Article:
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49 Days of Ruby: Day 27 - Object-Oriented Ruby

benjamin profile image Ben Greenberg Originally published at on ・2 min read

Welcome to day 27 of the 49 Days of Ruby! 🎉

Today is all about taking a lot of what we have learned so far and bringing it together.

In the past lessons, we learned about some of the critical applications of Object-Oriented programming, like classes and instantiations. We have yet to speak specifically about what Object-Oriented programming (OOP) is. Let's take today to do that.

What is Object-Oriented Programming?

Ruby is one of the best languages to learn OOP in because Ruby was built for OOP!

Remember all those classes of Coffee we built in so many of the previous lessons? Did we ever stop to think about why we were building a Coffee class to begin with?

Perhaps we are creating a coffee shop made out of code. In this programmatic coffee shop, we will have coffee, milk, tables, chairs, cash registers, and a whole lot more.

Each specific type of thing should only really know about itself. We want to encapsulate all the logic for coffee inside coffee so that a chair doesn't need to worry about the quality of the beans.

Encapsulation is a crucial concept in OOP. It is just as we stated above. We put things in classes so to separate out the distinct pieces of code from each other. Coffee goes in a coffee class, chairs go in a chair class, etc., etc.

Another important concept in OOP is inheritance. If you recall we had a lesson earlier on inheritance. It is the idea that all objects descend from earlier objects, and likewise, are the ancestors of further objects down the inheritance line.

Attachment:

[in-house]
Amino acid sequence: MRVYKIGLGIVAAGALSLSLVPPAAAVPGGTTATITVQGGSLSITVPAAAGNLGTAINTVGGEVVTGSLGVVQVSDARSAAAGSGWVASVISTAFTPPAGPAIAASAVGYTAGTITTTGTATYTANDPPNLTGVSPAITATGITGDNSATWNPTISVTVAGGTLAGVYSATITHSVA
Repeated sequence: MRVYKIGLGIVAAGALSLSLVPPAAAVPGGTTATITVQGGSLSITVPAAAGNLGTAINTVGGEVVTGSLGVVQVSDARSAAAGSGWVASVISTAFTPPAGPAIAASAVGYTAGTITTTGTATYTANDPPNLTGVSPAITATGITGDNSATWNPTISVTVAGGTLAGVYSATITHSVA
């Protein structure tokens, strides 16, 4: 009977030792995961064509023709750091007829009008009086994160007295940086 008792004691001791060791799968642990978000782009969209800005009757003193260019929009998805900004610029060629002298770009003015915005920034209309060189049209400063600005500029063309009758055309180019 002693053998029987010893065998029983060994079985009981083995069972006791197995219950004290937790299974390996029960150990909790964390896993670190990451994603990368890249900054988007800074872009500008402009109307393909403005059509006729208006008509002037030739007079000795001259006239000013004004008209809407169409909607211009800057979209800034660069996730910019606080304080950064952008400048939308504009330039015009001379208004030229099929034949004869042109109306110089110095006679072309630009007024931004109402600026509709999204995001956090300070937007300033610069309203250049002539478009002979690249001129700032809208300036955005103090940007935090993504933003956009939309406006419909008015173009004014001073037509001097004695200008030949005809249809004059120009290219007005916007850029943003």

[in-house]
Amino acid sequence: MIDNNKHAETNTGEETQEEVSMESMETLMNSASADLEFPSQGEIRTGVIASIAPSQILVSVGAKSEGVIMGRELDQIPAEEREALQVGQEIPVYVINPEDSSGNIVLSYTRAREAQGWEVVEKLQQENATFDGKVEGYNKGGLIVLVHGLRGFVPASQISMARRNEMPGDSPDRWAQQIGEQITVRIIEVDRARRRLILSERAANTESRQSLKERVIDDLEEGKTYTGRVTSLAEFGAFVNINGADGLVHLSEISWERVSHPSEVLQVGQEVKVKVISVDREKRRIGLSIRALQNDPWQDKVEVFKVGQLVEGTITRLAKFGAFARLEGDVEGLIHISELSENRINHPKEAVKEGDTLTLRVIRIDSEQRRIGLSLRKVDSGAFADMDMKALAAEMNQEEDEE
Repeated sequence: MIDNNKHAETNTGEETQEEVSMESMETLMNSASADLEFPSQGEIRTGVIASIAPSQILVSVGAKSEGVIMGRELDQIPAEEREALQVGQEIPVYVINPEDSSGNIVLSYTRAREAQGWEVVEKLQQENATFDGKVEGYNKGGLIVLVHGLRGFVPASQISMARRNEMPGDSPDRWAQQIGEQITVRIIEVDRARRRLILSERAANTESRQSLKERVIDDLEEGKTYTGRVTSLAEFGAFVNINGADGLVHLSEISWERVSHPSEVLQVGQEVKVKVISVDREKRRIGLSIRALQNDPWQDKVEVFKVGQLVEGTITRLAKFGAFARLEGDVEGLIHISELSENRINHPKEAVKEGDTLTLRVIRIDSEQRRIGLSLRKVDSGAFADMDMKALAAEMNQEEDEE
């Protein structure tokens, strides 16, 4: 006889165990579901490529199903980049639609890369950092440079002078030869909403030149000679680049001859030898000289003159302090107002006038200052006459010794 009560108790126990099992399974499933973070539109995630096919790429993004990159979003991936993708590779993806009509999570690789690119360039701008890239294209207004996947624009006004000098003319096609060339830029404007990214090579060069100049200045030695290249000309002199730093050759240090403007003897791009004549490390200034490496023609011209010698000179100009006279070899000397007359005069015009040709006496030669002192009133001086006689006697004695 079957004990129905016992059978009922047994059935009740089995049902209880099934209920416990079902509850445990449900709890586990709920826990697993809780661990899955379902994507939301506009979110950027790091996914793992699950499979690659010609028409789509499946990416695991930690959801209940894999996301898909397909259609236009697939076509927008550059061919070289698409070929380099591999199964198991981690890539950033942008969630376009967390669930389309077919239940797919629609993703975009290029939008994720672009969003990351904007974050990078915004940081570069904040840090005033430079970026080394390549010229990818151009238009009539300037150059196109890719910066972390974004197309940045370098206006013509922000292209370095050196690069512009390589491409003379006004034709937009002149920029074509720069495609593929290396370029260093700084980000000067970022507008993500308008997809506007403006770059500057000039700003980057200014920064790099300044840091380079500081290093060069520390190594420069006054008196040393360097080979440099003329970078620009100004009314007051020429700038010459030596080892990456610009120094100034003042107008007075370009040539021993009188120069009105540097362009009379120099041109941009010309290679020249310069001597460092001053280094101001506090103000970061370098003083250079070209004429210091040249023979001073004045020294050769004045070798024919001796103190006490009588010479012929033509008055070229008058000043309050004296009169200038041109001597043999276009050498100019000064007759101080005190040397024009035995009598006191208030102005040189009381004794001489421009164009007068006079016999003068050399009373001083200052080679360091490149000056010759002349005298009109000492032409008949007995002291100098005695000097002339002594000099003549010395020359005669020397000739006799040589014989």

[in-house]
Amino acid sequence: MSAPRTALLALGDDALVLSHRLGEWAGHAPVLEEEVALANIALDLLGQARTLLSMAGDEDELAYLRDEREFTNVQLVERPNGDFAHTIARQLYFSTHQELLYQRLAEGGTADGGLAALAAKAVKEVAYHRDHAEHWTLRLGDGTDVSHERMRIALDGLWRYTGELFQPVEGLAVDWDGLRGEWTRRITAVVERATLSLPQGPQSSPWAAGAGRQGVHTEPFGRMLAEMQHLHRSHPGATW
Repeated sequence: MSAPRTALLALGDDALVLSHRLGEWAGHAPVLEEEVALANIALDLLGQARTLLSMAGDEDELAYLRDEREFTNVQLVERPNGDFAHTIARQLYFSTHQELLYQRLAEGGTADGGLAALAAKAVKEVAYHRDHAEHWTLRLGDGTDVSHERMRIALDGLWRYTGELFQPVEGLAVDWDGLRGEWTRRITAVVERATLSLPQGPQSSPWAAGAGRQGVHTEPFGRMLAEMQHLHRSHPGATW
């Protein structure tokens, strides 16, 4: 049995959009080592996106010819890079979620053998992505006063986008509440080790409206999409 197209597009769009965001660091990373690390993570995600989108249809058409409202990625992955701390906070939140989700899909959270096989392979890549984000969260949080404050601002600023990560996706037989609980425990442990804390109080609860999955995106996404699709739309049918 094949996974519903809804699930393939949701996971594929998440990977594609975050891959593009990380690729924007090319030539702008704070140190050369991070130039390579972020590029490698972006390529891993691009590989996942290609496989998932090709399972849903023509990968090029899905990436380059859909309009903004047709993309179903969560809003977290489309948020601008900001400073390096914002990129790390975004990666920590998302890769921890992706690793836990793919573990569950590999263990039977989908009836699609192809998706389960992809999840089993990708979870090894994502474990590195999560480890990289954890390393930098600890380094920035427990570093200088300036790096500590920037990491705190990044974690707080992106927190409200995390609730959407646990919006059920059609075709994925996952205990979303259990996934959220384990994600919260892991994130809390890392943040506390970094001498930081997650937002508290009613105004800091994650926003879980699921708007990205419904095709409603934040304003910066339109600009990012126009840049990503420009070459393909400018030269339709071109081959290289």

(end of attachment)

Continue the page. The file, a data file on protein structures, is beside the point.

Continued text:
Inheritance is important because we want to keep things organized, among other reasons. I have some code functionality in Class A that will be shared with Class B. Do I copy and paste all that code from A into B? No, rather let Class B inherit what is in Class A, keeping it all tidy and neat.

One more good concept to know about OOP is something called polymorphism. What is this word that sounds like it comes from a philosophy class?

It's the idea that it can take many shapes. Specifically, for us, it means that while I have a generic Coffee class, I can create another class called Americano that has its own unique traits while also inheriting the more broad traits from Coffee:

class Coffee
  def brew
    puts "Making a coffee now..."

class Americano < Coffee
  def brew
   puts "Making an Americano now..."

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I hope this gave some more context to all of our earlier discussions of the practice of Object-Oriented programming. See you tomorrow!

Come back tomorrow for the next installment of 49 Days of Ruby! You can join the conversation on Twitter with the hashtag #49daysofruby.

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